UNITED NATIONS— The foreign minister of the Central African Republic has asked the U.N. Security Council to quickly send a U.N. peacekeeping force to his country. The minister highlighted the deteriorating conditions in the CAR, and warned his country could be infiltrated by international terrorist groups. .
Toussaint Kongo-Doudou urged the 15-nation Security Council to quickly authorize a robust peacekeeping force for his country, saying a delay will only cost more lives.
"We need to act now to avoid Central Africa falling more and more into chaos and becoming a potential breeding ground for international terrorism," he said. "This is not far off.”
He said they have seen elements of the Sudan-based Janjaweed militias already involved in abuses carried out by the predominantly Muslim Seleka rebels.
He also warned of threats from al-Qaida in the Islamic Maghreb and said that the Nigerian group Boko Haram is, again, “not far off."
The minister said his government believes only the United Nations has the necessary assets to put in place a multi-dimensional peacekeeping operation.
The African Union has some 6,000 peacekeepers in the country, working alongside 2,000 French troops, trying to calm sectarian violence that has killed thousands and displaced nearly one million people.
The European Union plans to dispatch 1,000 troops in the coming weeks and the U.N. secretary-general has appealed to the international community to send additional reinforcements.
In a report to the Security Council this week, Secretary-General Ban Ki-moon recommended the rapid deployment of up to 10,000 U.N. peacekeepers and 1,820 police.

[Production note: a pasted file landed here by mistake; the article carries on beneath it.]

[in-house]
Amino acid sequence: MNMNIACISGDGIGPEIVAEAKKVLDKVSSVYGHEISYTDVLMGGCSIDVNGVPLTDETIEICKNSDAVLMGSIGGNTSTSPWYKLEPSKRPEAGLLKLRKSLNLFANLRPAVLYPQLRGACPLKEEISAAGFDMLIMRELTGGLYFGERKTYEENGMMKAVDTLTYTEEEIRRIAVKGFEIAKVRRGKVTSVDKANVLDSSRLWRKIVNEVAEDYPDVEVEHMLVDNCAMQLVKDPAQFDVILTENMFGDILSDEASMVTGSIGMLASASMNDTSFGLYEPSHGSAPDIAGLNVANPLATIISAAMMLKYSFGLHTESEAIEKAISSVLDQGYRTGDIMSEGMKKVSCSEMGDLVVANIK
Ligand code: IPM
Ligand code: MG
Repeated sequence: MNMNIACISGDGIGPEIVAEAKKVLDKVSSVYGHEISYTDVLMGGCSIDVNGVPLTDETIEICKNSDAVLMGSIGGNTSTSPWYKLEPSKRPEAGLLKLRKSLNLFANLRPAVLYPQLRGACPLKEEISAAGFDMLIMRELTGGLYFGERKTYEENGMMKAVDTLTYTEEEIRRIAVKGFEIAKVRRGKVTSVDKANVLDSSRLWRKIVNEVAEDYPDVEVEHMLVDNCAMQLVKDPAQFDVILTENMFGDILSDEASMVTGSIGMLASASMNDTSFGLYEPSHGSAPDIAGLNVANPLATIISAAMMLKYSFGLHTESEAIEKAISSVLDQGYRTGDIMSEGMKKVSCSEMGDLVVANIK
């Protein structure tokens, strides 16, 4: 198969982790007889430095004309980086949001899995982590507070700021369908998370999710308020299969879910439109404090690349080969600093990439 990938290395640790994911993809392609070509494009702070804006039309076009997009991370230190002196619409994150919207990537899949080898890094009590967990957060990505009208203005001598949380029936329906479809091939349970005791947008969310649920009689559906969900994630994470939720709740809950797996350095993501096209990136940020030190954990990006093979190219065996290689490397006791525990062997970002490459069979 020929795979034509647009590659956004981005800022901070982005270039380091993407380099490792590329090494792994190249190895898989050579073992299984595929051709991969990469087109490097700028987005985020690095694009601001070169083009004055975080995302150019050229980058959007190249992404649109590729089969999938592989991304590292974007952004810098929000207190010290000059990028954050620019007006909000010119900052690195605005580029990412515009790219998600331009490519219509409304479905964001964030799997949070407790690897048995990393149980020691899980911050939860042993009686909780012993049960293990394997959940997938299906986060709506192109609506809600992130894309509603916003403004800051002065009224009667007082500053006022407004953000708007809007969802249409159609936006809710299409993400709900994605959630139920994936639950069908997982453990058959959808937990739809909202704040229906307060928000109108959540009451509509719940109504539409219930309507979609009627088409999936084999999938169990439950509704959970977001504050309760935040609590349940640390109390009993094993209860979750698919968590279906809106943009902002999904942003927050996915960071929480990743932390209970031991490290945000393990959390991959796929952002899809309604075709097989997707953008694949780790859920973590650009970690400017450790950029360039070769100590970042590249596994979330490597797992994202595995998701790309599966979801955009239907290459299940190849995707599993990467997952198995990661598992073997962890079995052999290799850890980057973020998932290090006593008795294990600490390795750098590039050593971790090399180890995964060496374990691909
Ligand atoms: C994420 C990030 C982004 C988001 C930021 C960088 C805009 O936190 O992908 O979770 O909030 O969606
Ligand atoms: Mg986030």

His peacekeeping chief, Hervé Ladsous, told the council it would take about six months to plan and deploy a U.N. mission, which would have as its main priority the protection of civilians.
“Of course, we are fully aware this will be challenging environment for a United Nations peacekeeping mission," he said. "Yet we believe that the United Nations is uniquely positioned to deploy and to sustain a multi-dimensional operation with the full range of capacities that are required to address the deep-rooted nature of this complex crisis.”
The peacekeeping chief said there would be an initial surge in troops and police that would be drawn down as the security environment improves, allowing the U.N. to focus on civilian and state-building activities.
But that milestone could be many months away. U.N. High Commissioner for Refugees António Gutteres and U.N. humanitarian chief Valerie Amos, who made separate visits to the CAR last month, both stressed the dire humanitarian situation.
They said civilians live in fear of attack and the social fabric of the country is being torn apart. Amos said the core of the conflict is about power and money, not religion, but it is being played out through religious and ethnic clashes.
They warned that the longer the conflict continues, the more difficult it will be for the country and the society to recover.
Security Council members will now begin discussions about a U.N. peacekeeping force and are expected to authorize one by the end of this month.